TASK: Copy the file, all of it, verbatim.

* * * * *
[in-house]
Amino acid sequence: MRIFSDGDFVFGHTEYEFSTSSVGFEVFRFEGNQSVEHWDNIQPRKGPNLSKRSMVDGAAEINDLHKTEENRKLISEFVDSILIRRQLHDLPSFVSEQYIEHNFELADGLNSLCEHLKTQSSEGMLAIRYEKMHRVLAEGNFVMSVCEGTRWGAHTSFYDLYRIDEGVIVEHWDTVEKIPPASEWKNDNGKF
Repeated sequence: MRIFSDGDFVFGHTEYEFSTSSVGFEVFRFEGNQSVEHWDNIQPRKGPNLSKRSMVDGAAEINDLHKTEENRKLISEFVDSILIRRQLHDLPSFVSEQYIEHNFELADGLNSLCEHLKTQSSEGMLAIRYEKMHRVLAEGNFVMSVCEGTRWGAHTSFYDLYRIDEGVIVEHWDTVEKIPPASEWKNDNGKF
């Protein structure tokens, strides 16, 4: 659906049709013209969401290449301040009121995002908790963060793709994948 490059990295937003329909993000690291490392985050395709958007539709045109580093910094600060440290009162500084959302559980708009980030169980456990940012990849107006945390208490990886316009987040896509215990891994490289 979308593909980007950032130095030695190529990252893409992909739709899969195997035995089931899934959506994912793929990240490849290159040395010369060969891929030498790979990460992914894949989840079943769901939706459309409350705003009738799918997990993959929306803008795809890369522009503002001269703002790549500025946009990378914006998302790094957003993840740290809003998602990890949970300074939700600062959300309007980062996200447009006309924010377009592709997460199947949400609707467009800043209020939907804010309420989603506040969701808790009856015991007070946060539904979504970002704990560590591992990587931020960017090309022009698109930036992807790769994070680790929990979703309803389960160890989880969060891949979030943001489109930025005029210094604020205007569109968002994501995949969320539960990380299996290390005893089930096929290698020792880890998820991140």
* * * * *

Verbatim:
[in-house]
Amino acid sequence: MRIFSDGDFVFGHTEYEFSTSSVGFEVFRFEGNQSVEHWDNIQPRKGPNLSKRSMVDGAAEINDLHKTEENRKLISEFVDSILIRRQLHDLPSFVSEQYIEHNFELADGLNSLCEHLKTQSSEGMLAIRYEKMHRVLAEGNFVMSVCEGTRWGAHTSFYDLYRIDEGVIVEHWDTVEKIPPASEWKNDNGKF
Repeated sequence: MRIFSDGDFVFGHTEYEFSTSSVGFEVFRFEGNQSVEHWDNIQPRKGPNLSKRSMVDGAAEINDLHKTEENRKLISEFVDSILIRRQLHDLPSFVSEQYIEHNFELADGLNSLCEHLKTQSSEGMLAIRYEKMHRVLAEGNFVMSVCEGTRWGAHTSFYDLYRIDEGVIVEHWDTVEKIPPASEWKNDNGKF
């Protein structure tokens, strides 16, 4: 659906049709013209969401290449301040009121995002908790963060793709994948 490059990295937003329909993000690291490392985050395709958007539709045109580093910094600060440290009162500084959302559980708009980030169980456990940012990849107006945390208490990886316009987040896509215990891994490289 979308593909980007950032130095030695190529990252893409992909739709899969195997035995089931899934959506994912793929990240490849290159040395010369060969891929030498790979990460992914894949989840079943769901939706459309409350705003009738799918997990993959929306803008795809890369522009503002001269703002790549500025946009990378914006998302790094957003993840740290809003998602990890949970300074939700600062959300309007980062996200447009006309924010377009592709997460199947949400609707467009800043209020939907804010309420989603506040969701808790009856015991007070946060539904979504970002704990560590591992990587931020960017090309022009698109930036992807790769994070680790929990979703309803389960160890989880969060891949979030943001489109930025005029210094604020205007569109968002994501995949969320539960990380299996290390005893089930096929290698020792880890998820991140």